I had made the sketch for a dragonfly corset quite a while ago, well before I owned the laser-engraver or the software skills required to make this corset a reality. When I was starting to think about a design for the Foundations Revealed competition it struck me that this design was quite reminiscent of a fairy outfit from the Midsummer Night's Dream ballet and that it would look quite amazing if I were to add a tutu…. Little did I know what I was getting into at this point. This competition was the excuse and opportunity to experiment and make something outside my comfort zone.
I started with a gently curved short overbust corset pattern, which I drafted to look like a ballet bodice. In order to make this costume a reality I had to teach myself some significant Illustrator skills to be able to make vector files to send to our laser engraver. I wanted to preserve the light veins of the dragonfly wings but at the same time I needed the wings to be stable enough to sew into. I ended up using a polyester viscose satin, which in hindsight proved a little fragile. I wanted the wings to be iridescent and colourful, like true fairy wings. So I built up the wings out of a layer of silk which I hand painted in oil slick colours with silk dye. On top of that I placed an iridescent green-blue organza, and on top of that, the lasercut wings. I tacked the layers together by hand and hand-appliquéd them to the bodice.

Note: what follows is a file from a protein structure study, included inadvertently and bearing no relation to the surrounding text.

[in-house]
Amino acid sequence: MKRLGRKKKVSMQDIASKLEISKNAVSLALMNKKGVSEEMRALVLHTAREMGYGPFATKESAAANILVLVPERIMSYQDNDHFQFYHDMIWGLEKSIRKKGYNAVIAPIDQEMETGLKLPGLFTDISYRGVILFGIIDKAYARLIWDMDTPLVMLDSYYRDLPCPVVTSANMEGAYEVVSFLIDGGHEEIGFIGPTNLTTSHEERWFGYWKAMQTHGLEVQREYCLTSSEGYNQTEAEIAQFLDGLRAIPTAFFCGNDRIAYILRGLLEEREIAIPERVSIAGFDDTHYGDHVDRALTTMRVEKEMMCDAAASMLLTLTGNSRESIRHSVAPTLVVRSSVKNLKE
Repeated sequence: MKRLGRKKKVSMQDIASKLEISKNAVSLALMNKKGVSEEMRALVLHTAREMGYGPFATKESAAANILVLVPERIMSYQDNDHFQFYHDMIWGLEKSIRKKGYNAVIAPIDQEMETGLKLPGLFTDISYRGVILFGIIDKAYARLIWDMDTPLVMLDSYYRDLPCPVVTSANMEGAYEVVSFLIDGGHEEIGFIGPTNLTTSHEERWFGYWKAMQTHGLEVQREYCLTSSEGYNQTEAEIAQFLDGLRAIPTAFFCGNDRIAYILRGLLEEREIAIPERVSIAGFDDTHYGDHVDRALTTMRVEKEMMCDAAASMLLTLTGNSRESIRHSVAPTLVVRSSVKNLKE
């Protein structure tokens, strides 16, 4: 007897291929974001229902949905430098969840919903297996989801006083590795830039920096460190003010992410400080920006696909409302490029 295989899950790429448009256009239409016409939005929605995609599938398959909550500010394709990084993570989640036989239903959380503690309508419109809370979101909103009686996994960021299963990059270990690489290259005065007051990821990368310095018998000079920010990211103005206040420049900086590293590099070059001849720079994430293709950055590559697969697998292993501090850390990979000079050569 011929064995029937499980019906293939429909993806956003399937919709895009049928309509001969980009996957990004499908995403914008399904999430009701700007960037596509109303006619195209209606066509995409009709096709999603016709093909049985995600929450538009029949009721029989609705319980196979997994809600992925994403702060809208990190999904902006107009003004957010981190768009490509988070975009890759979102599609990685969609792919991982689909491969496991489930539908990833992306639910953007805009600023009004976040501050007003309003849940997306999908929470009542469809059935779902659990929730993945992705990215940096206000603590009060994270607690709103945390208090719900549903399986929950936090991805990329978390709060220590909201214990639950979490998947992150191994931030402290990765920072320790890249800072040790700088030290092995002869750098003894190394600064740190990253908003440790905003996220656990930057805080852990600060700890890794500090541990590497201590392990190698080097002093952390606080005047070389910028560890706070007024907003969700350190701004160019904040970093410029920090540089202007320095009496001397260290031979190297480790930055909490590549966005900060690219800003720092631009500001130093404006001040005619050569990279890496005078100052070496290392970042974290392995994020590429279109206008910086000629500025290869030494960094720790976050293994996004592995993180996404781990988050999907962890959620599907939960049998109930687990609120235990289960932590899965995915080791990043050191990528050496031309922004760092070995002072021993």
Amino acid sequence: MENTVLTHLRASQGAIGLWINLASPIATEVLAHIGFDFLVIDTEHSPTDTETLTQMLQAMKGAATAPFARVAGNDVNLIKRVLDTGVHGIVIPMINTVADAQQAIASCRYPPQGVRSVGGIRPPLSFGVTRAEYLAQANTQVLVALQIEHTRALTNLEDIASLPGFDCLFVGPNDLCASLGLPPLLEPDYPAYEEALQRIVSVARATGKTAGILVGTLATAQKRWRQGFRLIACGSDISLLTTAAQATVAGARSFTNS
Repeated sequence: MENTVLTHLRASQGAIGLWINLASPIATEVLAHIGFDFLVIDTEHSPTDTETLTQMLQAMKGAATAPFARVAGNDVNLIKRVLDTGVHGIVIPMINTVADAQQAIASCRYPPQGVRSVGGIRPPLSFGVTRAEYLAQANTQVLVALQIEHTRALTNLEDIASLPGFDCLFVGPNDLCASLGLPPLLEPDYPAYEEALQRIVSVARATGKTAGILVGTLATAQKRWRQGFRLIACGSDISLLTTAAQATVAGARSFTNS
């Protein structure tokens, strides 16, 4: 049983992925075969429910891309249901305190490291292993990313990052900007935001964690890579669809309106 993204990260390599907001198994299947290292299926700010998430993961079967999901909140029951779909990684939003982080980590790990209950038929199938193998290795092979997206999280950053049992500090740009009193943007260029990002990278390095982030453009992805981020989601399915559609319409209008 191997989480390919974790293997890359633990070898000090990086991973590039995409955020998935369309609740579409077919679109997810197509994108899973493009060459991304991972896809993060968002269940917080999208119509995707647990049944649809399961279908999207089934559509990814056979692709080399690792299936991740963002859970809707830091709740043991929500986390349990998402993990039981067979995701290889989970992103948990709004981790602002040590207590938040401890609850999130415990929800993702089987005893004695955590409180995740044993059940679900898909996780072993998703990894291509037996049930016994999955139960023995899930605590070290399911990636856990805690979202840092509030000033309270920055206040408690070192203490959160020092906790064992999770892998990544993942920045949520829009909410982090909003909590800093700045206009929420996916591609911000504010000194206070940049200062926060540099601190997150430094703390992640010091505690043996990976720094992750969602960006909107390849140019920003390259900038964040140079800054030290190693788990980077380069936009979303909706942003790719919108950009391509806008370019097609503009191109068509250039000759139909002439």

A while back I had a metal finishing company do a custom test run of a rainbow PVD (Physical Vapor Deposition) coating on some corset busks. Unfortunately it did not turn out durable enough on the loops and pins, but on the main part of the busks it looked cool, so I took one of the trial rainbow coated spoonbusks and used it for this corset. As an experiment I wanted to see if a cut out of the fabric covering the busk would stand up to wear. It did not; the delicate cutout tore before the first shoot. I intend to search on in future projects for different fabrics that can stand up better to laser cut holes.
I had my heart set on a flat pancake tutu. Although this would cover part of the corset, I wanted it to look like it was all one outfit. By adding wings, both on the tutu itself and on the basque, I think I accomplished that. I had not initially anticipated the complexity of construction that goes into an actual pancake tutu. As I also wanted to show off the corset on its own, I ended up making a second romantic tutu, in which I also used the iridescent organza as the bottom layer. It shines through the black and light blue tulle really nicely. As a finishing touched, I embellished the corset and tutu with iridescent glass beads.
I am truly amazed (and a little bit envious) of how perfectly you rendered the delicate beauty of dragonfly wings! This piece really is wonderful and very poetic. This is a lovely example of modern technology applied to corsetry! I must say, I have a slight preference for the romantic version of the tutu, since it allows to see the whole silhouette of the corset, as well as the details at the bottom of it.
Just absolutely beautiful. I LOVE this!
Very complex embellishment but each piece complements the whole, amazing!
This is a showstopper ! I am in awe at your work, and how you turned a technological opportunity into a magical creation ! I have a preference for the romantic tutu, I like the lines of the corset better with it.
I love this dragonfly theme; I think you pulled it off really well. I also like that you created two skirt options and both work very well with the corset. Great work!